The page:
Being a big etiquette enthusiast and student of days gone by, particularly the late eighteenth and early twentieth centuries, my interest was piqued when I came across “Entertaining Made Easy” by Emily Rose Burt, published in 1919.
This is a handbook that helps the entertaining hostess with ideas for parties and games. There are five sections: Socials and Parties, Outdoor Affairs, Birthdays and Other Anniversaries, Announcements and Showers, and Weddings, and within each section are subcategories.
There are some good ideas that would work well in today’s party milieu; however, many might be too antiquated, or thought silly of, for today’s tastes.
Some of the party ideas draw from (the recent) World War I, whereby there are games that would appeal to the returning veteran or for the aviation aficionado (“Let’s pretend we’re an aeroplane!”) Other party ideas are decidedly for the upper grade school or high school student level. There are ideas for campfires, pageants, garden parties, graduations, and more. All are good, clean, and innocent fun.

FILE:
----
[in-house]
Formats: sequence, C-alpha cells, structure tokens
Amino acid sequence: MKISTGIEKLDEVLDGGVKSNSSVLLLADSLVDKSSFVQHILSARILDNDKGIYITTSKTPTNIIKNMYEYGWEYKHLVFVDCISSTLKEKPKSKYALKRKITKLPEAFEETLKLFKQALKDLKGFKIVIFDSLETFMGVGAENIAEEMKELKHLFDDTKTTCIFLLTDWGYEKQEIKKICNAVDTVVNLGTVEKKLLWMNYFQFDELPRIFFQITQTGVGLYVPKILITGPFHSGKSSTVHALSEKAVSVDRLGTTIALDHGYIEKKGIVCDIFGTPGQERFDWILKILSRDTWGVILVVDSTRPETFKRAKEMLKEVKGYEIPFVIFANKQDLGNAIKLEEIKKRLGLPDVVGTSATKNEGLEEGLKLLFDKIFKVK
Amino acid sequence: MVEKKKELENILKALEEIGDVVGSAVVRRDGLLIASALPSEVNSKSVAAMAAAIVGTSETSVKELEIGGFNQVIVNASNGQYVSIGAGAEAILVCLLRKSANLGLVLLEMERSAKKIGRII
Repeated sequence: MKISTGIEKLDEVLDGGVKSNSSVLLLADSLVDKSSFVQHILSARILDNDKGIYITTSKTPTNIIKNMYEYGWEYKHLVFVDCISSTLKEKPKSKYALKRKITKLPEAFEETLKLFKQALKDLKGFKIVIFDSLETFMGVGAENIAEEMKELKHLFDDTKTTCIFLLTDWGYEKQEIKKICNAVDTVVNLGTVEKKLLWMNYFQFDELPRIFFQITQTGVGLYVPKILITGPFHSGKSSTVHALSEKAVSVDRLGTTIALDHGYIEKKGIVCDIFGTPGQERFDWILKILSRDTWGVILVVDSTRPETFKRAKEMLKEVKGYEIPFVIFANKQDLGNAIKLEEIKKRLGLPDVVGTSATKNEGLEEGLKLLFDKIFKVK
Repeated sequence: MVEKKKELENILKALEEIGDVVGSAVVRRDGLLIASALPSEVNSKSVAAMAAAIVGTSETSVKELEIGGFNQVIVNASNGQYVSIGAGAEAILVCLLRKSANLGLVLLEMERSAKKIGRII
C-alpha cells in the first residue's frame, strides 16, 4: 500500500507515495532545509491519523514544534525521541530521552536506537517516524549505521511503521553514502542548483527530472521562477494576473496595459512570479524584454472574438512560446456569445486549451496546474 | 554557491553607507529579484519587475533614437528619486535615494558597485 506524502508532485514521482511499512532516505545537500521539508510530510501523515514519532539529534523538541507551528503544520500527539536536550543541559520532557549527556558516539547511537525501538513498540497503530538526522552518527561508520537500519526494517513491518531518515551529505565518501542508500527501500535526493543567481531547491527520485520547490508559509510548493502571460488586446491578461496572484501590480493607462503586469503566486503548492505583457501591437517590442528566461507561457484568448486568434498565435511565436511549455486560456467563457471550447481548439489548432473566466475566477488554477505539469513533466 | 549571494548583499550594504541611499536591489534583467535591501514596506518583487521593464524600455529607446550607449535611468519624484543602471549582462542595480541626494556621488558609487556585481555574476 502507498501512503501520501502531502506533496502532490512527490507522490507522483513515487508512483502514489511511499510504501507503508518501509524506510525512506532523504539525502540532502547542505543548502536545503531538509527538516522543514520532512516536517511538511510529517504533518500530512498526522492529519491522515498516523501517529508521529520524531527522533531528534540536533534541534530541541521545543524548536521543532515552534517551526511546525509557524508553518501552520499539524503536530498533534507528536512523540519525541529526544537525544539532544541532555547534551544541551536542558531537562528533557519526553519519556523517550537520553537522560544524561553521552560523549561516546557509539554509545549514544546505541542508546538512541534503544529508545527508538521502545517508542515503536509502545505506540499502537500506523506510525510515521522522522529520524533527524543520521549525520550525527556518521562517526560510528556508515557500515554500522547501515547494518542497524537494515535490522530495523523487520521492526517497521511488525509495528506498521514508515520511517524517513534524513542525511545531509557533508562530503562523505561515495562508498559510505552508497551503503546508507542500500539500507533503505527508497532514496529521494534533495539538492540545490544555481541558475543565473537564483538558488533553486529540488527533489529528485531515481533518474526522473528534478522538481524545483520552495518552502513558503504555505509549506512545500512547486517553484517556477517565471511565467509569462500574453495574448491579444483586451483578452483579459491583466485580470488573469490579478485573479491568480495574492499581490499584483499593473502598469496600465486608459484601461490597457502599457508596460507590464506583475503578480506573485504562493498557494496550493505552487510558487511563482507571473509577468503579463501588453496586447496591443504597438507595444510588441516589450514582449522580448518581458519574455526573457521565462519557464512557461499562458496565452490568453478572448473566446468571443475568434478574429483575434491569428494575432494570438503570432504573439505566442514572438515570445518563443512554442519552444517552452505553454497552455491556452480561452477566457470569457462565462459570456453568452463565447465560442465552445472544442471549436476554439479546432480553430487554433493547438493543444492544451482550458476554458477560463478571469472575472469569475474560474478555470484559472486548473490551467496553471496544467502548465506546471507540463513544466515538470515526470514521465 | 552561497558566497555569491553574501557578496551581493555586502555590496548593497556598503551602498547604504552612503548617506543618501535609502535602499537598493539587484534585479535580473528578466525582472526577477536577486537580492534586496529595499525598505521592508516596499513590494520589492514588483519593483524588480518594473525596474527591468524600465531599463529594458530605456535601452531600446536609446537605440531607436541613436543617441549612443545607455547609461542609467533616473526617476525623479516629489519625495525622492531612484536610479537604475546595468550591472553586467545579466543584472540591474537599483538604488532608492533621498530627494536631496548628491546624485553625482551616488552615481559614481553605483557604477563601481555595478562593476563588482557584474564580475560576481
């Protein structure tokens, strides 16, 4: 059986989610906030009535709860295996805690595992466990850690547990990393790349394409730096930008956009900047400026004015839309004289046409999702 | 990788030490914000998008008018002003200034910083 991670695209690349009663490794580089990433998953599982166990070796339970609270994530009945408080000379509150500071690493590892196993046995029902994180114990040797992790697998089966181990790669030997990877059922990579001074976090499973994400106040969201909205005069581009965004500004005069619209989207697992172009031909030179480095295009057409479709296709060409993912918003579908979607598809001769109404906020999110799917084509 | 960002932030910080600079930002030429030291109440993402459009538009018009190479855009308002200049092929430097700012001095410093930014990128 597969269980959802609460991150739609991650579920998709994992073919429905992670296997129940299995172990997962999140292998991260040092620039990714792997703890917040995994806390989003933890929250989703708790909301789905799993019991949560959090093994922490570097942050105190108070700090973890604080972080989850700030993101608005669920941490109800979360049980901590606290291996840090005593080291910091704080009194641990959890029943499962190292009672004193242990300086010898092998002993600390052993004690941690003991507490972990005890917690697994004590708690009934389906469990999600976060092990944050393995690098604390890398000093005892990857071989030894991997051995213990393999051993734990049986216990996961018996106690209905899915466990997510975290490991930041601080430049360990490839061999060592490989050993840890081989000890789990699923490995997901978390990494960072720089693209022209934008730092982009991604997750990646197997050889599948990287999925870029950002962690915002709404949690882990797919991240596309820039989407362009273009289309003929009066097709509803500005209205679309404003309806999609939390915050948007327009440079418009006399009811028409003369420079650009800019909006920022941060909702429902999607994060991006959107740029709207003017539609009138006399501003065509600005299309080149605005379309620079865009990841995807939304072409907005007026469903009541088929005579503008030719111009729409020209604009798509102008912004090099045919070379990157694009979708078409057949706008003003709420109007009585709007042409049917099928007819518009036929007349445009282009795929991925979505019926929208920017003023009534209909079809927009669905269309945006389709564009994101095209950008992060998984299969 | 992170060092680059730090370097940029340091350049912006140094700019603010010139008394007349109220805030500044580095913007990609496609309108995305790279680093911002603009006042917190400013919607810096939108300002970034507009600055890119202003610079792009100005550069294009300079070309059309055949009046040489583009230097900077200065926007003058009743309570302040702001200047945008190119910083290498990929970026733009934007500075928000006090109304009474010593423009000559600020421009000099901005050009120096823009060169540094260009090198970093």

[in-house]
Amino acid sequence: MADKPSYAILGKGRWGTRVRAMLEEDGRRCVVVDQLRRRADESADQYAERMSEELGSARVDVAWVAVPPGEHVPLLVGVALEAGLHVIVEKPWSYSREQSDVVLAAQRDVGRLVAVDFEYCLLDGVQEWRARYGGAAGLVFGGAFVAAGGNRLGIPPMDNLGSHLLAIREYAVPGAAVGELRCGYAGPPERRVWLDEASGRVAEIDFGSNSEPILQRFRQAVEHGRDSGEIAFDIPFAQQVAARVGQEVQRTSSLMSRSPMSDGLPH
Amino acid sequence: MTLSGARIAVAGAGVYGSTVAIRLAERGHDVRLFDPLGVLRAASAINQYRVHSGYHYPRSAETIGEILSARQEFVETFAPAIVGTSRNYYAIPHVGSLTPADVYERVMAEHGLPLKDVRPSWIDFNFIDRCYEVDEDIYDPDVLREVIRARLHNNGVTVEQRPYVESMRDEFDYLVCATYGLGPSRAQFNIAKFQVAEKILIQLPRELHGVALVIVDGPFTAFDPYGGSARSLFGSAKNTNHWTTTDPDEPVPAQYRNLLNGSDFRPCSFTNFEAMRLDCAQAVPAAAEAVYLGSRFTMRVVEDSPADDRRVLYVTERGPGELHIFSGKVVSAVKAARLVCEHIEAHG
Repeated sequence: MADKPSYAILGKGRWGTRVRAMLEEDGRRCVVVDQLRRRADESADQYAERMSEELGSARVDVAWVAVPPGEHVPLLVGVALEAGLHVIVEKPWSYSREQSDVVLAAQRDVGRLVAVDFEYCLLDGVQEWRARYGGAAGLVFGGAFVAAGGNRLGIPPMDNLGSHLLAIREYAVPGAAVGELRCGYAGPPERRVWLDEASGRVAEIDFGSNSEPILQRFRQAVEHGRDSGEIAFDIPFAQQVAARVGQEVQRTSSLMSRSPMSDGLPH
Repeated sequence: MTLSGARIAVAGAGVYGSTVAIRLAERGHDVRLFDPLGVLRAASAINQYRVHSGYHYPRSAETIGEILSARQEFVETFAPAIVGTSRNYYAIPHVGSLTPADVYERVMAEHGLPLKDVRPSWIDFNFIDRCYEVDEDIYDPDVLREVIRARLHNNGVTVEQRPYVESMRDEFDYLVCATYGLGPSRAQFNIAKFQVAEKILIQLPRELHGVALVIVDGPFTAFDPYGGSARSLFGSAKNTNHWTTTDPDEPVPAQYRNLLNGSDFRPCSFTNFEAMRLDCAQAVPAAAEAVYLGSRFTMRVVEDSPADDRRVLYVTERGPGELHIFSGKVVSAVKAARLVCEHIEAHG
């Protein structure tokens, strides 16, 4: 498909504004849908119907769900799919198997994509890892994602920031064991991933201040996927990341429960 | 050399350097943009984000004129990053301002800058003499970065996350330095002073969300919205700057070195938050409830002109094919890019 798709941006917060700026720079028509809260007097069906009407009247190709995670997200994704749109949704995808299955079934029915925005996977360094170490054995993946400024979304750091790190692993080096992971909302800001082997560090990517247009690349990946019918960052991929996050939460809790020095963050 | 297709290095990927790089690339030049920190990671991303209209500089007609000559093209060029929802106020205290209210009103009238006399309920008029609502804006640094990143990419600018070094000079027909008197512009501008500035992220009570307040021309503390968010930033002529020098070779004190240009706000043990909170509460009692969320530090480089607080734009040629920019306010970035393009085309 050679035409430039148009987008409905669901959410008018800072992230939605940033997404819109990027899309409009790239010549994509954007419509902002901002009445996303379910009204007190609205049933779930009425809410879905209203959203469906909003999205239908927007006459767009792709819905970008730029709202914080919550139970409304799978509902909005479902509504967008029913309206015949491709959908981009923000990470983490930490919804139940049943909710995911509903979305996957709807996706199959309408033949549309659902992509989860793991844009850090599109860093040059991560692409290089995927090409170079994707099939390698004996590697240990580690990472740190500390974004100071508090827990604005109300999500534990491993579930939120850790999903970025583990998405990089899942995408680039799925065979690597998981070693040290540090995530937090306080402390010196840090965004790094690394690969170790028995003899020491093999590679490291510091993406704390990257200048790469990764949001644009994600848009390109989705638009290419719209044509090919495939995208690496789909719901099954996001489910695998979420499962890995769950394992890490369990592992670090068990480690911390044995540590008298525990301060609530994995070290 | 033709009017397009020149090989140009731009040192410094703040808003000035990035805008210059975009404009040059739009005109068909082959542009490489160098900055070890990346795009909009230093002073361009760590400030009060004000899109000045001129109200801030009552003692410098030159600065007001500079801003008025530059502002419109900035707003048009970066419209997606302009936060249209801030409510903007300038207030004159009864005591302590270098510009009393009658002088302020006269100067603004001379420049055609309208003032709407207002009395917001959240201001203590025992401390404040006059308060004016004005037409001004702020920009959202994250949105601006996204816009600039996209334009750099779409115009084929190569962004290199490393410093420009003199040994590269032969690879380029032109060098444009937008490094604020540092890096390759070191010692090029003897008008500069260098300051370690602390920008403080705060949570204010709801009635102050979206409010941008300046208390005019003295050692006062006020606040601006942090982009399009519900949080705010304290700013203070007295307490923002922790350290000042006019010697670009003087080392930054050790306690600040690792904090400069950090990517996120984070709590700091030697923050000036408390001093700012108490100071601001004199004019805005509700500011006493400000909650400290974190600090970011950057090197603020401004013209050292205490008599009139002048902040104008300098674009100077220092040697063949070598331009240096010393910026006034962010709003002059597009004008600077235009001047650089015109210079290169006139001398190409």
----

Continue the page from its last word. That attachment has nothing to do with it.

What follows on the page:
My favorite party idea is the progressive motor party. It begins with guests arriving by motorcar to the first friend’s home for appetizers. Guests pin a colored ribbon to their jacket, give a gift to the hostess that is wrapped with the same colored ribbon they pinned on their jackets, then all proceed by motorcar to the next friend’s house for the next meal (course). This continues to the last friend’s home and final course, with the ribbons and gifts being different colors at each home. All the guests have a multi-colored array of ribbons on their jackets, they’re full from eating and drinking, and each hostess opens her colorfully-wrapped gift.
This book is well-organized. The writing is a little stilted, but easily understood. “Entertaining Made Easy” is a great reference book for your own parties, or for historical research. You can find it on Amazon Kindle.
“Entertaining Made Easy”
Author: Emily Rose Burt
Publication date: 1919
©Susan Marie Molloy, and all works within.